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The Land Beneath the Ice

13 May 2024

The Land Beneath the Ice by glaciologist David Drewry describes the historic mapping of Antarctica’s ice thickness using radio-echo sounding (RES) from 1967 to 1983. RES uses thousands of radio pulses per second to measure the thickness and properties of ice continuously from the air. American long-range aircraft travelled huge distances to map Antarctica, with this study led by the Scott Polar Research Institute, University of Cambridge, and many collaborators. We learn that Antarctica has an area almost the size of Europe of ~14 million km2, with ~30 million km3 of ice, which has an average thickness of 2450 m and a maximum thickness of 4776 m. Melting of all this ice would lead to catastrophic global sea level rise.

In The Land Beneath the Ice, Drewry presents a meticulously detailed and beautifully illustrated insider account of these pioneering explorations. He uses extracts from his field diaries and personal notes to record the excitement and frustrations. The text is clearly written, in a largely chronological order, and details the contributions of the many colleagues, institutes, and governments. Examples of successes and problems, such as aircraft malfunctions, airplane crashes, aggressive weather, mechanical and electrical breakdowns, and challenging international collaborators with vested interests are given. Drewry wanted the book to be engaging to specialist historians and Antarctic enthusiasts, but also give general readers an introduction to Antarctica’s beautiful environment; this he has achieved in spades.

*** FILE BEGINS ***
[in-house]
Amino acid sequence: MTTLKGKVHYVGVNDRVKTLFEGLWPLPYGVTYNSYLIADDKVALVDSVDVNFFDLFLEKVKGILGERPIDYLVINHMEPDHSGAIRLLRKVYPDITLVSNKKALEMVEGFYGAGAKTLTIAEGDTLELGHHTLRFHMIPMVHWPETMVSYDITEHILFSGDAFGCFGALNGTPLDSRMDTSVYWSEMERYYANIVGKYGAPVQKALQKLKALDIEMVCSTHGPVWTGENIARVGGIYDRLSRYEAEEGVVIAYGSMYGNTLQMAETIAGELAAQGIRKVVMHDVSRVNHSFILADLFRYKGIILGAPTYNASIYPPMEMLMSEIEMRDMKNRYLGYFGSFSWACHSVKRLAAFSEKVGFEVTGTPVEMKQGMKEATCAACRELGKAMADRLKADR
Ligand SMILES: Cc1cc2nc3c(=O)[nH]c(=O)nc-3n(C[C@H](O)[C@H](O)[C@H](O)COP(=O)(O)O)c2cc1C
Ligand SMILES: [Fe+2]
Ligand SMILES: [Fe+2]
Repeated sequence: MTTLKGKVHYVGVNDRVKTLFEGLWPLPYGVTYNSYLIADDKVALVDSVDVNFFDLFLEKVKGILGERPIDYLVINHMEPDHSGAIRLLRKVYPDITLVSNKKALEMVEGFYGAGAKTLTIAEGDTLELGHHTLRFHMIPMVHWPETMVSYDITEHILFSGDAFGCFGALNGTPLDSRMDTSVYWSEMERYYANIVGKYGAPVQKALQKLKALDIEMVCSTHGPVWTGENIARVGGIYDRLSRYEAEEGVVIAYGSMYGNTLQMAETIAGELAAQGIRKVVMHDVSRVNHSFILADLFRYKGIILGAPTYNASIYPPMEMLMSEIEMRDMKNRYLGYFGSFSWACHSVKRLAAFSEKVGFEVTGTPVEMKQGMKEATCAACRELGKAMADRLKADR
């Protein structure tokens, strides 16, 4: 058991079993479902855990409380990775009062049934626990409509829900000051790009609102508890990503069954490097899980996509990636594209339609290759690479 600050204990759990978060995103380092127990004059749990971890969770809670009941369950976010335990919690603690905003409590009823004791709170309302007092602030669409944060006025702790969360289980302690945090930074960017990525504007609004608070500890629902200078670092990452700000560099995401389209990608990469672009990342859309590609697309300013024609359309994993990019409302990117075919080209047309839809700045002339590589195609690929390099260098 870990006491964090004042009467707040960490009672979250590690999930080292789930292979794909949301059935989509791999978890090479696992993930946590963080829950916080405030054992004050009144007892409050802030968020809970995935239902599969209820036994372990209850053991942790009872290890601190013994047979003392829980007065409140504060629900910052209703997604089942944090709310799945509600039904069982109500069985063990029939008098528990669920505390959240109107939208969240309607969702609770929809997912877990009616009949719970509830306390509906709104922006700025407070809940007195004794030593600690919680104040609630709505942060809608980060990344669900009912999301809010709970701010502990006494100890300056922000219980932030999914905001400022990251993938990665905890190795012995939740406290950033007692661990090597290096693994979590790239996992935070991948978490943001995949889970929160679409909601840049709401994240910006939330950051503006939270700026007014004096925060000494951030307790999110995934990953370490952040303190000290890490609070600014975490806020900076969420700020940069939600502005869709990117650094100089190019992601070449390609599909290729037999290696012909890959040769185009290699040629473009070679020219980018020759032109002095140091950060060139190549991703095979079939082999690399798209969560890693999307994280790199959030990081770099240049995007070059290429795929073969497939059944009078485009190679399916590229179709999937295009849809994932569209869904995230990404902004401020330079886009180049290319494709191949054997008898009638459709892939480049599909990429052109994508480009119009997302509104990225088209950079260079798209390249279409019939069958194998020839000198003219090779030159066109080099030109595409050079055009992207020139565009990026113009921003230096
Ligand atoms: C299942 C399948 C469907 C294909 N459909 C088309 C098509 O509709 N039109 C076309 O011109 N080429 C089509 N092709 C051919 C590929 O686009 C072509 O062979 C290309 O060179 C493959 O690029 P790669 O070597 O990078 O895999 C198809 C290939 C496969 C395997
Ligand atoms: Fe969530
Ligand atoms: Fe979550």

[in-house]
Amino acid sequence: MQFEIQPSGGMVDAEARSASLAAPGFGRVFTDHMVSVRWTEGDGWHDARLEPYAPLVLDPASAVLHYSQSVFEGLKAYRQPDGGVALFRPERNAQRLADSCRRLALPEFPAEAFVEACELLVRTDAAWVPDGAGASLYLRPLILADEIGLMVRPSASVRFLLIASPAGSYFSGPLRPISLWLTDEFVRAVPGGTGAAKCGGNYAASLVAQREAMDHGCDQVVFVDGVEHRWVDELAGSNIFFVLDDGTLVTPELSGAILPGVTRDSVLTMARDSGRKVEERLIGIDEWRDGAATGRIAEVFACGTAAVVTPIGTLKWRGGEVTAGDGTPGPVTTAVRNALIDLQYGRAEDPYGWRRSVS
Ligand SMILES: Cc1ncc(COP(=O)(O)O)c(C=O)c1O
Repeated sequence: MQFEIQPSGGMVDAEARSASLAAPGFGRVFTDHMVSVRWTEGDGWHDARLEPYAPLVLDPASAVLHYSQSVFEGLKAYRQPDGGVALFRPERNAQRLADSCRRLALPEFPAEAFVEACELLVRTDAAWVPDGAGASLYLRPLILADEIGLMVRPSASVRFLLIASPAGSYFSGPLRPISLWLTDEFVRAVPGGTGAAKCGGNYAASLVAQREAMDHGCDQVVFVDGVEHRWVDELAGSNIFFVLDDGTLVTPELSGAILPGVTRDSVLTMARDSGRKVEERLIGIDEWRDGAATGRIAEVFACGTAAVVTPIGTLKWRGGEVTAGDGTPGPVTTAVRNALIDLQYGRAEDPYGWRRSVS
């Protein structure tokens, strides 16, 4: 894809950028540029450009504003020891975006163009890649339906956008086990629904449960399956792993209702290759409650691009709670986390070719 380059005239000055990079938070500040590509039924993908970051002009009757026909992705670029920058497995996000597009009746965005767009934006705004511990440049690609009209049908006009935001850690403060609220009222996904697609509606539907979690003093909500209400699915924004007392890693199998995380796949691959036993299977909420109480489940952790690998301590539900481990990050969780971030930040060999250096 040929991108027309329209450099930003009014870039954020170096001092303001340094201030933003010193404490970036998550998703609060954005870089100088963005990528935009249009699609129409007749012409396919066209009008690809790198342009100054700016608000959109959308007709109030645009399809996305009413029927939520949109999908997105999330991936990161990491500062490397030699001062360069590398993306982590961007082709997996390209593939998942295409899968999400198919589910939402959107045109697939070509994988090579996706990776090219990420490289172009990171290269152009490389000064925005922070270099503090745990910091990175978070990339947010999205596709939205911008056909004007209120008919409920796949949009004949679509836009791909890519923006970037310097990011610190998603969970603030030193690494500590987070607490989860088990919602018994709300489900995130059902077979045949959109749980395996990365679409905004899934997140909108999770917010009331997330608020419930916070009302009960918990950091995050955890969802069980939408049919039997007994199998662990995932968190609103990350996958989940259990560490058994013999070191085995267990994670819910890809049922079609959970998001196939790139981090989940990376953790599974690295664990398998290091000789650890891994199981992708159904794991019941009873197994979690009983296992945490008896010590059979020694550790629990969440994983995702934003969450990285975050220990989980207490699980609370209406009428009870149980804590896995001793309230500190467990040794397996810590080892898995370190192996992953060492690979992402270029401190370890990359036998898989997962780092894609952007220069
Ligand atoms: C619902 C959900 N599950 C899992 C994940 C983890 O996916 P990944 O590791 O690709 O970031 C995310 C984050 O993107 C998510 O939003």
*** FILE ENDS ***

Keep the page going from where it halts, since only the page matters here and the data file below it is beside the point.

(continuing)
Maps and exploratory text describe the ice sheets and their underlying bed shape, thickness, and topography, including the incredible lakes under the ice, particularly Lake Vostok. The book has great photos, a good index, a helpful glossary of relevant terms, references to the many resulting papers given in footnotes and, most important for easy reference, a list of acronyms and abbreviations, which abound in the text. For me, The Land Beneath the Ice resonated deeply as it describes the progress of most projects; the same problems and characters appear, such as the helpful and the unhelpful, finance shortages, equipment malfunctions, and accidents that makes successes even more warming. It is a perfect story for a movie, but, for the moment, just a good read.

Reviewed by Richard Dawe



BY: David J. Drewry (2023). Princeton University Press. 464pp. (hbk).

ISBN: 9780691237916

PRICE: £35.00 https://press.princeton.edu/